In the world of trading, the order types are identical, irrespective of the market you’re trading. The type of the ‘Order’ refers to how you wish to enter or exit a trade. If you’re new to the world of trading, you might only know two order types – Buy and Sell. But there are other order types that serve different purposes, and improve the way you trade. In this lesson, we will be discussing some of the most used orders in the forex market.
Types of Orders
There are about four order types widely used by traders. These are
- Market Order
- Limit Entry Order (Buy Limit, Sell Limit)
- Stop Entry Order (Buy Stop, Sell Stop)
- Stop Loss Order
Apart from the above, there are other orders that are exclusively offered by specific brokers like ‘Trailing Stop-Loss’ and ‘Profit Booking Order’ but in this article, we shall confine only to these four types.
Understanding the Bid and Ask prices
Let us first discuss these two terms as they form the base for understanding the order types.
The bid price is the price at which the broker is willing to buy the currency pair from you. So, when you short sell a currency pair, you will be executed at the bid price.
Ask price is the price at which the broker is willing to sell the currency pair to you. So, if you go long (buy) on a currency pair, you will be filled at the ask price.
With this under consideration, let us continue our discussion on different order types.
This is the most basic form of order. In a market order, you get filled at the current market price. It is basically the best price available in the market to buy/sell a currency pair.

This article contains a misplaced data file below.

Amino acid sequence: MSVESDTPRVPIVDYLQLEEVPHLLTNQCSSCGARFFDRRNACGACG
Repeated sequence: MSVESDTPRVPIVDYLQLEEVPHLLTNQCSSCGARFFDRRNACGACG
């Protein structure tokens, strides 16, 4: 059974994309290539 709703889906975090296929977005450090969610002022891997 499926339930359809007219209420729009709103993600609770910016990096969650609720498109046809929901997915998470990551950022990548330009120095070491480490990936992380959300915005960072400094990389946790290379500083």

For example, let’s say the bid price of EURUSD is 1.2150, and the ask price is 1.2152. Now, if you execute a market buy order on this one, you will get filled at the ask price, i.e., at 1.2152. Similarly, if you go short on this pair, you will get filed at 1.2150.
Market orders are fast. A trader uses that order to enter a marker no matter what. That speed and fill guarantee comes at the cost of the slippage is the market has moved from the instant the trader pulls the trigger to when the order is filled.
Limit Entry Order
Limit entry order is an order where a buy order is placed less than the current market price, and a sell order is placed above the current market price.
For example, let’s say the current market price of AUDUSD is 0.6750. Now, if you want to buy it at 0.6725, you will have to place a Buy Limit order at this price. And if you want to short it at 0.6790, you will need to place a Sell Limit order at this price.
Limit orders can be used as entry or as exit orders.
As entry orders, you are applying the logic of buy low and sell high (on short-sell limit orders). A limit order is handy to spot a support area while the price moves back and get filled as the price approaches support.
As exit orders, they are handy to take profits. You place a limit to sell at your profit-taking level on long trades and you place a buy limit order at your profit target level on short trades.
Stop Entry Order
A stop entry order is the reverse of a limit entry order. Here, you can place a buy order above the current market price and a short sell order below the current market price.
For example, let’s say the current market price of GBPJPY 1.6570. Now, if you think the market will head up only if the price breaks above 1.6590, you must place a Buy Stop at the price you wish to buy. So, when the price goes up to 1.6590, your buy order will be executed.
A stop-loss order is special order for closing a trade. This order is placed against the price at which you bought/sold the currency pair. This is done to avoid further losses from trade. Since this order ‘stops’ the losses, it is called a ‘stop-loss’ order.
For example, let’s say you bought a currency pair at 1.1320. Now, for this trade, if you place a stop-loss at 1.1250, the positions will be closed when the market touches this price, hence, protecting you from further losses.
This completes the lesson on basic order types in the forex market. We will discuss the more premium broker specific orders in our future lessons. For now, take the below quiz and check what you have learned the concepts right.